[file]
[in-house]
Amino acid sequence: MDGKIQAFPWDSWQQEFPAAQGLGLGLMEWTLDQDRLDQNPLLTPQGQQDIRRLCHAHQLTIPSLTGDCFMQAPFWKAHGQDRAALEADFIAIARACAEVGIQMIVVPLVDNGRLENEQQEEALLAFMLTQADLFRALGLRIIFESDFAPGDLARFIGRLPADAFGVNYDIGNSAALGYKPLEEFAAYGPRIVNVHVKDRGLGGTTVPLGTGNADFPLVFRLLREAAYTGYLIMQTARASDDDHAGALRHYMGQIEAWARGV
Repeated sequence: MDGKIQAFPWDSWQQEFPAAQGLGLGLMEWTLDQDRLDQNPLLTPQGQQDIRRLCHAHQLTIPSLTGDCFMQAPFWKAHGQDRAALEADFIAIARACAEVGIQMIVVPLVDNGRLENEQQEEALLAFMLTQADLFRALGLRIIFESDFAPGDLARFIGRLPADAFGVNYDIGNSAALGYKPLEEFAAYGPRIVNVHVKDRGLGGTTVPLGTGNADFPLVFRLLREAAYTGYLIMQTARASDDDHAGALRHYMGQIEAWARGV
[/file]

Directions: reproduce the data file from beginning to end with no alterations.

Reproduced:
[in-house]
Amino acid sequence: MDGKIQAFPWDSWQQEFPAAQGLGLGLMEWTLDQDRLDQNPLLTPQGQQDIRRLCHAHQLTIPSLTGDCFMQAPFWKAHGQDRAALEADFIAIARACAEVGIQMIVVPLVDNGRLENEQQEEALLAFMLTQADLFRALGLRIIFESDFAPGDLARFIGRLPADAFGVNYDIGNSAALGYKPLEEFAAYGPRIVNVHVKDRGLGGTTVPLGTGNADFPLVFRLLREAAYTGYLIMQTARASDDDHAGALRHYMGQIEAWARGV
Repeated sequence: MDGKIQAFPWDSWQQEFPAAQGLGLGLMEWTLDQDRLDQNPLLTPQGQQDIRRLCHAHQLTIPSLTGDCFMQAPFWKAHGQDRAALEADFIAIARACAEVGIQMIVVPLVDNGRLENEQQEEALLAFMLTQADLFRALGLRIIFESDFAPGDLARFIGRLPADAFGVNYDIGNSAALGYKPLEEFAAYGPRIVNVHVKDRGLGGTTVPLGTGNADFPLVFRLLREAAYTGYLIMQTARASDDDHAGALRHYMGQIEAWARGV